Drawing, 18 x (15 x 20 cm)/(20 x 15 cm) .
Materials: ink on paper
Collection: Collection M HKA, Antwerp / Collection Flemish Community (Inv. no. BK2017_18).
The material used while working on 'The Chronicle' series included photographs showing victims of Lviv pogrom of the Jewish community, Polish and Ukrainian victims of the Volhynia massacre, victims of NKVD, and civilians and prisoners of war murdered under Nazi occupation.
The series is a reference to a multiannual phenomenon of photographic manipulation: photographs are distributed with captions altering the order of executioners and their victims. The history of manipulation is nothing but continuity in the history of crime, on a variety of levels and differently motivated. Later, manipulation is detected and all sides proceed with revealing mutual truths. The struggle for memory morphs into competition to generate an ideologised imitation of memory.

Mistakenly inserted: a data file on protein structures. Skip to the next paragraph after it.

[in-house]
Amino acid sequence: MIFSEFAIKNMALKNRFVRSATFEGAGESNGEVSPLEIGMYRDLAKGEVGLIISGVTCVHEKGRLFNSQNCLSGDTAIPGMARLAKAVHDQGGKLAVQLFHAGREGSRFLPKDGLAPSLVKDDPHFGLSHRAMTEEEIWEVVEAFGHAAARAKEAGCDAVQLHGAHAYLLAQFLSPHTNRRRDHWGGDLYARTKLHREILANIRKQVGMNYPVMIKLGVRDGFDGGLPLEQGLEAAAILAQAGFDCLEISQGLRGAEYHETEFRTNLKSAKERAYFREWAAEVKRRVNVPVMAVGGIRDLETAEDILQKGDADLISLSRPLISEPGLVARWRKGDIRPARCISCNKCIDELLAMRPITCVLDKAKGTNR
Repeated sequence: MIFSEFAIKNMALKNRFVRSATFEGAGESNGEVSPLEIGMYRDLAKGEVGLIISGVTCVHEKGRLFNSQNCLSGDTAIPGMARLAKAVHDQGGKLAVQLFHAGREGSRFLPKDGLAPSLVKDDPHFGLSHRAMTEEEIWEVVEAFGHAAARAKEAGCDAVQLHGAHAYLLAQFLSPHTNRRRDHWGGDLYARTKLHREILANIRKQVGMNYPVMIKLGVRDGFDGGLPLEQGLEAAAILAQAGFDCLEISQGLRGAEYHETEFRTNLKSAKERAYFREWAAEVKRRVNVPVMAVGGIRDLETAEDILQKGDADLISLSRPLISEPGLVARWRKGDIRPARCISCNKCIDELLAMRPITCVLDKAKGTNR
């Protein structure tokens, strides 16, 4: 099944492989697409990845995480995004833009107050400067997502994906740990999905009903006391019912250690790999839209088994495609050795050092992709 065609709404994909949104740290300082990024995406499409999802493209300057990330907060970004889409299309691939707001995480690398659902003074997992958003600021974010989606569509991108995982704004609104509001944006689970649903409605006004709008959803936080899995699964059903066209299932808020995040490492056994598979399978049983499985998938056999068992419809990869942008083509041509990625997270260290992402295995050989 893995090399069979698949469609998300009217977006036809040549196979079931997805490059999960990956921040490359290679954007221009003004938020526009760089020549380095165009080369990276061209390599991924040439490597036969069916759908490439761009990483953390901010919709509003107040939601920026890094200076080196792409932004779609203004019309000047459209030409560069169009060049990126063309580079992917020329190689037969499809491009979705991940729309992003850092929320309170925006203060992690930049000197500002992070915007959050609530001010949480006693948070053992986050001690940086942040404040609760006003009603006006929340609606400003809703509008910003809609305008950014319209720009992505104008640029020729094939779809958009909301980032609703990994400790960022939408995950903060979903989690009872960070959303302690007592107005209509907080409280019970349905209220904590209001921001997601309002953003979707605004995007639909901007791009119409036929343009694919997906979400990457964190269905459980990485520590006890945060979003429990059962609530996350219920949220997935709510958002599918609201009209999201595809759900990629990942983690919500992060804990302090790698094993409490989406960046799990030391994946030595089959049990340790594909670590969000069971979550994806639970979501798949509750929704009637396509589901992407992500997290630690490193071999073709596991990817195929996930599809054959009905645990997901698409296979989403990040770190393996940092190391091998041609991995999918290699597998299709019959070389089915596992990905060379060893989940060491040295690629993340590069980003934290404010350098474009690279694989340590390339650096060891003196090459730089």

'The Chronicle' series reflects contemporary “memory wars”. The artist offers a suggestion that history should always be viewed directly – without exception – and never through the protective looking-glass of an ideologically founded mythology.
Media View all
Events View all
Nikita Kadan – The Posses...
20 January 2018 - 29 April 2018.
The Ukrainian artist Nikita Kadan started on an artistic conquest from his hometown Kiev to bring into view the turbulent and especially viol
EXTRA MUROS: Geel – Middl...
15 September 2018 - 04 November 2018.
Exhibition project Middle Gate II – The Story of Dymphna is a cooperation between M HKA, the Museum of Contemporary Art Antwerp, and cultural
Ensembles View all
GEWELD | VIOLENCE
It seems clear that in the case of Dymphna, the sting – t.i., the violence – is in the tail of her story, in the beheadings and the flickerin
The M HKA’s contemporary art collection has grown thanks to a combination of acquisitions, donations and long-term loans from various public
Aanwinsten 2017 [Acquisit...
In 2017, the collection was enriched by the international avant-garde from our region in the 60s and 70s, with an emphasis on performativity